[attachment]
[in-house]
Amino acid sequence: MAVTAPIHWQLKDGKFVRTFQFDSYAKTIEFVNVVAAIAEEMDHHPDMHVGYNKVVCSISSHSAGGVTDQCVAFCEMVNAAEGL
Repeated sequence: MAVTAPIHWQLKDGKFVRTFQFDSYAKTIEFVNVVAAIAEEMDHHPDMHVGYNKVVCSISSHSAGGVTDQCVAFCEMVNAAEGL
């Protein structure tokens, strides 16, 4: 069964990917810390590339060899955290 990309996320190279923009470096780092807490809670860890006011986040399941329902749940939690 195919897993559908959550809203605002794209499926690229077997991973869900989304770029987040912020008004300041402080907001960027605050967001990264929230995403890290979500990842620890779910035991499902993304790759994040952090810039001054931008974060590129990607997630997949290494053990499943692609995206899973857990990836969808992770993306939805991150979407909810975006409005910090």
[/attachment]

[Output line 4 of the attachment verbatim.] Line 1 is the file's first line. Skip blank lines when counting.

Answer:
């Protein structure tokens, strides 16, 4: 069964990917810390590339060899955290 990309996320190279923009470096780092807490809670860890006011986040399941329902749940939690 195919897993559908959550809203605002794209499926690229077997991973869900989304770029987040912020008004300041402080907001960027605050967001990264929230995403890290979500990842620890779910035991499902993304790759994040952090810039001054931008974060590129990607997630997949290494053990499943692609995206899973857990990836969808992770993306939805991150979407909810975006409005910090």